These drawings testify to Manet's interest in the most varied techniques (black lead, black pencil, red-pencil drawing, wash-drawing, water colour, gouache, pastel), and his liking of all forms of expression, from the most schematic outline to the most accurate drawing. They also illustrate the evolution of an artist trained by studying the old masters, observed closely as he visited the Louvre and during several trips abroad (Italy, Germany, Holland, Spain).
Throughout his life, Manet outlined on paper the ideas which crossed his mind as he was elaborating his painting skills. In the same way, he was prompt to commit to paper more or less thoroughly the picturesque scenes that drew his attention in the street, in cafés, etc. These drawings demonstrate an acute sense of observation that made it possible for him to capture in a few strokes the moment of a gesture, the characteristic feature of a face or costume.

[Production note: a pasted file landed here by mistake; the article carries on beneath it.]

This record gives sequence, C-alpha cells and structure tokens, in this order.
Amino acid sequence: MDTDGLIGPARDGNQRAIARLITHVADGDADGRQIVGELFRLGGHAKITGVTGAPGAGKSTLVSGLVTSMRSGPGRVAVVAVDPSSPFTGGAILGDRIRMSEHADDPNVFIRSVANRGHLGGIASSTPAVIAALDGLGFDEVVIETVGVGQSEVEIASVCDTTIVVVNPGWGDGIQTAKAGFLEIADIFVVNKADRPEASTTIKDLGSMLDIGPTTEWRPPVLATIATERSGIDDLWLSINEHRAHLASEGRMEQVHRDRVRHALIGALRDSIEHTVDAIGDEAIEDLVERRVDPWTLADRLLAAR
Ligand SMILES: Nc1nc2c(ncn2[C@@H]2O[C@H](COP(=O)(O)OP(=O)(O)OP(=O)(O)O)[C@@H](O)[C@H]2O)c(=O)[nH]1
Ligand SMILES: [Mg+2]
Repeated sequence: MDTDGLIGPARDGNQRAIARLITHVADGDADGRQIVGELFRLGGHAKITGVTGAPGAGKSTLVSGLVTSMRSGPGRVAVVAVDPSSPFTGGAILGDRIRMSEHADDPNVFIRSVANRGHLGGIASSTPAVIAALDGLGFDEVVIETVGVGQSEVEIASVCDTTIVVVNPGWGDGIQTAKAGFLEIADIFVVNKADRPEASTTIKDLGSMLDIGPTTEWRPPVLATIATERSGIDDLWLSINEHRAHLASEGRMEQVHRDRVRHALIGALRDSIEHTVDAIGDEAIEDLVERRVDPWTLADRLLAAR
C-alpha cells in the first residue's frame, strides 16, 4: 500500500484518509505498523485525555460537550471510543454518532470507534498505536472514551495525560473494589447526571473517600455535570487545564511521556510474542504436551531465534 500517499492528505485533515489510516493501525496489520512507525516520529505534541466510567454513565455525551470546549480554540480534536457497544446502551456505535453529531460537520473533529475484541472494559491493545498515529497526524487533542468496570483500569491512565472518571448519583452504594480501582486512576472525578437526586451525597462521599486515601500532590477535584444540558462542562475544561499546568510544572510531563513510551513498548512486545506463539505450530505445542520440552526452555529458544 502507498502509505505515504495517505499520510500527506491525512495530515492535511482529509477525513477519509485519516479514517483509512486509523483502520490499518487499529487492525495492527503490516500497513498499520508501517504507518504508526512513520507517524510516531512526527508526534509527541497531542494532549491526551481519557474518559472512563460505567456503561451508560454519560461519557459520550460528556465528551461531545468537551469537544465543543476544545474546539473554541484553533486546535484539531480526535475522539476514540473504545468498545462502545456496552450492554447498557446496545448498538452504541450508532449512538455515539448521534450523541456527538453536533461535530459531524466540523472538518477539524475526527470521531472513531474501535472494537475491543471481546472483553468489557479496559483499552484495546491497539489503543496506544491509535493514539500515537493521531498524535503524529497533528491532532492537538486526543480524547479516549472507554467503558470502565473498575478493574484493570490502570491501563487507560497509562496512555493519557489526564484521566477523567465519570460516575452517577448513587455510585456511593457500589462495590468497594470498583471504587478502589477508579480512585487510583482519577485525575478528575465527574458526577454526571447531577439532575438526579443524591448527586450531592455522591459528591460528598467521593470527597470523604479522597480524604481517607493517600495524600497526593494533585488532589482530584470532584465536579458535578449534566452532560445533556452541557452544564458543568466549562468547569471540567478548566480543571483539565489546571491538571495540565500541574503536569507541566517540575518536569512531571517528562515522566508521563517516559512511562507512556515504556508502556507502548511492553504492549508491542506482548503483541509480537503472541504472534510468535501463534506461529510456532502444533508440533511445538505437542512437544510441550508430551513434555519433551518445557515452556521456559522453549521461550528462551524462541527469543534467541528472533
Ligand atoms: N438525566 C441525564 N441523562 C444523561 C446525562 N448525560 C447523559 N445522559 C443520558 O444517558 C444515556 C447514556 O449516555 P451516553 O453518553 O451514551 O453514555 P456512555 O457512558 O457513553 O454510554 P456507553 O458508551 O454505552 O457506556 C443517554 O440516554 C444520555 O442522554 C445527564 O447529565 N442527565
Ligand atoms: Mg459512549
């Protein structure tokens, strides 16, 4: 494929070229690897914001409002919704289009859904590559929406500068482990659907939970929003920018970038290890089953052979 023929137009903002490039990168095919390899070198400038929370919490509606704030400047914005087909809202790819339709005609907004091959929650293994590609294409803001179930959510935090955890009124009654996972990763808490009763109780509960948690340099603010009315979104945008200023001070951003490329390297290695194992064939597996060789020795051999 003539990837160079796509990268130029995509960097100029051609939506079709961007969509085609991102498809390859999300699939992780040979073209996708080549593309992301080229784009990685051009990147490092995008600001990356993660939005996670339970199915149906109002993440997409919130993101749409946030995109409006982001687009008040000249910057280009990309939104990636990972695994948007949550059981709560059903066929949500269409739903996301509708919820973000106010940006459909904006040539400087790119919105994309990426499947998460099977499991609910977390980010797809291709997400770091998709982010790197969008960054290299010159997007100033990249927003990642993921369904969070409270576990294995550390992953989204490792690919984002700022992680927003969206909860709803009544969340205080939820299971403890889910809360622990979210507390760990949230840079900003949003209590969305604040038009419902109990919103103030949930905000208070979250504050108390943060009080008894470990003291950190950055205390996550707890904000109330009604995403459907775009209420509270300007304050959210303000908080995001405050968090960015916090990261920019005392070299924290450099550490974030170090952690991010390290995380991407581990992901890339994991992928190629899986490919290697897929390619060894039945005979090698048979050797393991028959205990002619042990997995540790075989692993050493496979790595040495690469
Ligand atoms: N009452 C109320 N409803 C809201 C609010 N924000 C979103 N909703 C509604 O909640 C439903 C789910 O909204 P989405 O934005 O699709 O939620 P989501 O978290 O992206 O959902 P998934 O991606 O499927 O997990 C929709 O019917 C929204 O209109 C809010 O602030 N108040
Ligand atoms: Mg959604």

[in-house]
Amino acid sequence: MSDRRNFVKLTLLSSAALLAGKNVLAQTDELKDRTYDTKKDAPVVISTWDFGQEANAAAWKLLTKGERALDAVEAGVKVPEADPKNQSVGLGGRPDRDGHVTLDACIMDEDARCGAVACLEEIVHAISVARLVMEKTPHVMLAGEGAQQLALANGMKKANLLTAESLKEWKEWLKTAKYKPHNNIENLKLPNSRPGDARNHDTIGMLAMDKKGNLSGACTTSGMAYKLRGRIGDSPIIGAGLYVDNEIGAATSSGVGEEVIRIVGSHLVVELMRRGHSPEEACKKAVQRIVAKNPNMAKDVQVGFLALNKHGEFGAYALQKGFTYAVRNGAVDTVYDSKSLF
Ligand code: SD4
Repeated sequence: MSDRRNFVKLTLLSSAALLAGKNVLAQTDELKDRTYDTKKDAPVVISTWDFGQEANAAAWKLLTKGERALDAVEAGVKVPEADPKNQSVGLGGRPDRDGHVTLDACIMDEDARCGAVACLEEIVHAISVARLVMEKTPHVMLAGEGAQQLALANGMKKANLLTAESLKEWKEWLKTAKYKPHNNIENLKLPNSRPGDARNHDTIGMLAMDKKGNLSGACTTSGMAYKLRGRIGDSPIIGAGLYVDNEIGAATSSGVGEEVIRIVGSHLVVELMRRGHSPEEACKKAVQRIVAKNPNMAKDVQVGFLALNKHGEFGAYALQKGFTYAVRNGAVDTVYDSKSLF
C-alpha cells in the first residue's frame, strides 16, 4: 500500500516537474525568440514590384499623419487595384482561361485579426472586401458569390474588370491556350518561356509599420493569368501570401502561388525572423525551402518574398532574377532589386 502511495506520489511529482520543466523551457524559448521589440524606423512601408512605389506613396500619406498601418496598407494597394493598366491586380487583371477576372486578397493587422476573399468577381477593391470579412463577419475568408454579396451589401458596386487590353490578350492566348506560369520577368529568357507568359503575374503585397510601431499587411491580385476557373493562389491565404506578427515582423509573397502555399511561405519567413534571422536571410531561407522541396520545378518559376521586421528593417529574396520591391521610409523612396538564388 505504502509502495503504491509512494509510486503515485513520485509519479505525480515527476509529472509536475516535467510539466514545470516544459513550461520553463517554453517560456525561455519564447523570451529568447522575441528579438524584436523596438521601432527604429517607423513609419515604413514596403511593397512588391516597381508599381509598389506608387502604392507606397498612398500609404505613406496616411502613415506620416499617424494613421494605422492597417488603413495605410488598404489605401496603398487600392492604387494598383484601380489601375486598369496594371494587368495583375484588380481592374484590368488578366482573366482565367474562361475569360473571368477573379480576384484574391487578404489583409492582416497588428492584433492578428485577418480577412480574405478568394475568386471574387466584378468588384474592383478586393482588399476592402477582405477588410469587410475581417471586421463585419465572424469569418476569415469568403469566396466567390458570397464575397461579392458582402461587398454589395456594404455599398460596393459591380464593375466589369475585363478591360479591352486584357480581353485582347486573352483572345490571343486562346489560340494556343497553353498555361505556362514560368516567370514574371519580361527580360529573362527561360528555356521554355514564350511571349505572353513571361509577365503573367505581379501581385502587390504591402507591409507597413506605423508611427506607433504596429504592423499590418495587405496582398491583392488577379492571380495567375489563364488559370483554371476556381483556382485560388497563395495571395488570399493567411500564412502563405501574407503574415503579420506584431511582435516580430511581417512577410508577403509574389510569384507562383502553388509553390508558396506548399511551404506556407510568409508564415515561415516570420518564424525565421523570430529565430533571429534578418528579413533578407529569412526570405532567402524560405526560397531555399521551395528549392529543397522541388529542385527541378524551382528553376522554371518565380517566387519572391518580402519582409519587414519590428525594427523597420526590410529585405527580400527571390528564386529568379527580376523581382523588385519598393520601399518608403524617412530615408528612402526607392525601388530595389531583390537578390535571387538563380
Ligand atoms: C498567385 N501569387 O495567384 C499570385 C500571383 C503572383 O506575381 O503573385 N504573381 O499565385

As Antonin Proust put it to Mme Manet : "there is not in these sketches, (...) a single useless trait, an unjustified accent. Everything is set in its place with an unflinching hand that reveals both a deep science and a passion for truth which is the dominant tone of his genius."